Upselling… we know, some of you shudder just reading the word! Perhaps it reminds you of a sleazy car dealer, or a scare-mongering tech seller who pestered you at point of purchase. Don’t worry, we’ve all been there!

But, upselling isn’t a dirty word. It can be a positive tool for marketers, if used correctly.

Here, we’ll look at the (slightly murky) concept of upselling, clean it up and show you how it can be an effective part of your content strategy. Enjoy!

What is upselling?

First things first, when people talk about upselling, they usually mean a combination of upselling and cross-selling. Here’s a quick definition of each:

  • Upselling – a strategy to sell a more expensive version of a product, or add extra features/accessories to a product. For example, upgrading a 27” TV to a 32” model with a movie package and extended warranty.
  • Cross-selling – a strategy to sell products that are different, but often related, to the item the customer is buying. For example, in the case of a TV, the salesman might offer an accompanying DVD player.

For this article, we'll mash the two together and stick with the following definition:

  • Upselling - when a brand persuades you to buy something additional or more expensive

We’re pretty sure you’ve experienced this, even if you didn’t realise it at the time! Have you been persuaded to upgrade to a pricier model, add on a security package, or buy something totally unrelated?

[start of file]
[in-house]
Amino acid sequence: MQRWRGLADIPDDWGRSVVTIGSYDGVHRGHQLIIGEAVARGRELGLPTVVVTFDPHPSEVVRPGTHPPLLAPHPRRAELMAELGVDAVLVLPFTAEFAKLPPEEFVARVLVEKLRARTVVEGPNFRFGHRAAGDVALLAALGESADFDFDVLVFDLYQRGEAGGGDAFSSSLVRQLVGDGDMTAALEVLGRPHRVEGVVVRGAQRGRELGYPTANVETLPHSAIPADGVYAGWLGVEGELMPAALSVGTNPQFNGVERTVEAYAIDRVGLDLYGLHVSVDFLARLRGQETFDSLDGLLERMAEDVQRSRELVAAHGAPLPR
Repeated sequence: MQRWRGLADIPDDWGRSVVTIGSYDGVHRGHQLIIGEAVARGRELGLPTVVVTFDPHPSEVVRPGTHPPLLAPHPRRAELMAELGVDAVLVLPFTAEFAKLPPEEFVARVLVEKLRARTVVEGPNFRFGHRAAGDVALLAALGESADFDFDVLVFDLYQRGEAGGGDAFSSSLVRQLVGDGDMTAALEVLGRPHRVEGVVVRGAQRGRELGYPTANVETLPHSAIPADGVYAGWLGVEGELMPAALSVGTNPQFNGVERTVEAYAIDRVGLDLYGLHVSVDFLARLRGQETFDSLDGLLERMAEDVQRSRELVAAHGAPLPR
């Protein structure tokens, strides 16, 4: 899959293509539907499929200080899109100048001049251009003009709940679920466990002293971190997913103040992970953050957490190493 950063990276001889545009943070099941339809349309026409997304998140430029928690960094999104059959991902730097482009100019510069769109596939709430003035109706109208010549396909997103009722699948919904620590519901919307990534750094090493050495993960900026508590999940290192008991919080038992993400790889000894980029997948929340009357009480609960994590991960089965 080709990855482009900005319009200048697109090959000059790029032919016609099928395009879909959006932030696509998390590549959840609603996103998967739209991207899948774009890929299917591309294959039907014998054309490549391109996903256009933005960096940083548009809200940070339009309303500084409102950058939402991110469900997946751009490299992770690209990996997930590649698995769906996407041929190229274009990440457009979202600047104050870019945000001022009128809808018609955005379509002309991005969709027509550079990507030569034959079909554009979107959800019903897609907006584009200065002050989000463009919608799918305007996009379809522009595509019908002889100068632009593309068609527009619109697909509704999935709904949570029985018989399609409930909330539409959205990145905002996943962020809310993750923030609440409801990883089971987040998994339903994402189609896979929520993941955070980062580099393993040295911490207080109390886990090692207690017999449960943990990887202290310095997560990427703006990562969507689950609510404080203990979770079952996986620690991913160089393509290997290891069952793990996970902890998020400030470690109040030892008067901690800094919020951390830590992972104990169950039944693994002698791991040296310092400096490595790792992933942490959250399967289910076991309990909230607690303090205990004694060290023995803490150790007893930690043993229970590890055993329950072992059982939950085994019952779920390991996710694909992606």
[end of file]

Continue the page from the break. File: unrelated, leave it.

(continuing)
That means the upselling worked! It isn’t surprising – it can be an effective tool. However, marketers must realise that upselling isn’t always appropriate and can leave a bad taste in the customer’s mouth.

What psychological impact does upselling have?

Upselling can put the customer in an awkward position.

Chances are they don’t want the extra product, but their polite British ways are stopping them saying ‘no’!

Putting customers in this situation by bombarding them with add-ons, extras and offers can cause stress and confusion. It can also take the fun out of the purchasing process.

In some cases, upselling can even scare your customer into buying additional items. Here’s an example one of our team experienced just last week:

Sarah went into a well-known store to buy a laptop. She knew the make/model she wanted, so she wanted to be in and out quite quickly. She’d seen a Microsoft Office/McAfee antivirus bundle online, so she'd already planned to spend some extra cash on that.

While she was at the checkout, the salesmen started trying to upsell, describing the horrible things that might happen to her shiny new laptop, including questions like:

  • “What happens if you spill your drink on it?” – Translation: pay £7.99 a month for a warranty
  • “What happens if your operating system crashes and you need to reset it? – Translation: pay £70 for a reboot key
  • “What happens if a virus removes all your data” – Translation: pay £50 a year for Cloud back-up
  • “What if you can’t fix a problem yourself” – Translation: pay £20 a month in tech support

If she hadn’t stuck to her guns, she’d have ended up paying more for the add-ons than the laptop! The whole scare-mongering approach put her right off, and she probably won't visit that store again.

So, while some emotional persuasion can be useful, when upselling it's probably best to avoid using fear!